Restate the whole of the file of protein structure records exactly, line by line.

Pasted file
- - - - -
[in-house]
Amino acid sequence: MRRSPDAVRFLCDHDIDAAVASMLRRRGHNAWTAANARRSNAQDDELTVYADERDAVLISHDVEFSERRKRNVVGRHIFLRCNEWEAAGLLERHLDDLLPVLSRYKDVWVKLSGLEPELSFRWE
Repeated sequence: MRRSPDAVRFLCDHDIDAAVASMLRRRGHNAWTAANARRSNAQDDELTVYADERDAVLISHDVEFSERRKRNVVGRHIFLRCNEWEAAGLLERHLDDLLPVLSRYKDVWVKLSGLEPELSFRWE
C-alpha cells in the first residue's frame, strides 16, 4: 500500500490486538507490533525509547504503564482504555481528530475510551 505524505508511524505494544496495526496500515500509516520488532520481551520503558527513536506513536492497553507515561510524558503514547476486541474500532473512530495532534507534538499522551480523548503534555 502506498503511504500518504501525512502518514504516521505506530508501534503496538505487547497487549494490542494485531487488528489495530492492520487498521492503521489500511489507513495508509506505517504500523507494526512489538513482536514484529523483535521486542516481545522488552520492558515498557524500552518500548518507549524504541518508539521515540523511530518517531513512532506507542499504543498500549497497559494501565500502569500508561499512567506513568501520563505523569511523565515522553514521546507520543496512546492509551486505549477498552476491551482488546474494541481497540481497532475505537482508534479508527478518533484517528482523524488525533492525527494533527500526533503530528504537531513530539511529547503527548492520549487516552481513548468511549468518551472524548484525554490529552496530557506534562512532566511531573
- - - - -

[in-house]
Amino acid sequence: MRRSPDAVRFLCDHDIDAAVASMLRRRGHNAWTAANARRSNAQDDELTVYADERDAVLISHDVEFSERRKRNVVGRHIFLRCNEWEAAGLLERHLDDLLPVLSRYKDVWVKLSGLEPELSFRWE
Repeated sequence: MRRSPDAVRFLCDHDIDAAVASMLRRRGHNAWTAANARRSNAQDDELTVYADERDAVLISHDVEFSERRKRNVVGRHIFLRCNEWEAAGLLERHLDDLLPVLSRYKDVWVKLSGLEPELSFRWE
C-alpha cells in the first residue's frame, strides 16, 4: 500500500490486538507490533525509547504503564482504555481528530475510551 505524505508511524505494544496495526496500515500509516520488532520481551520503558527513536506513536492497553507515561510524558503514547476486541474500532473512530495532534507534538499522551480523548503534555 502506498503511504500518504501525512502518514504516521505506530508501534503496538505487547497487549494490542494485531487488528489495530492492520487498521492503521489500511489507513495508509506505517504500523507494526512489538513482536514484529523483535521486542516481545522488552520492558515498557524500552518500548518507549524504541518508539521515540523511530518517531513512532506507542499504543498500549497497559494501565500502569500508561499512567506513568501520563505523569511523565515522553514521546507520543496512546492509551486505549477498552476491551482488546474494541481497540481497532475505537482508534479508527478518533484517528482523524488525533492525527494533527500526533503530528504537531513530539511529547503527548492520549487516552481513548468511549468518551472524548484525554490529552496530557506534562512532566511531573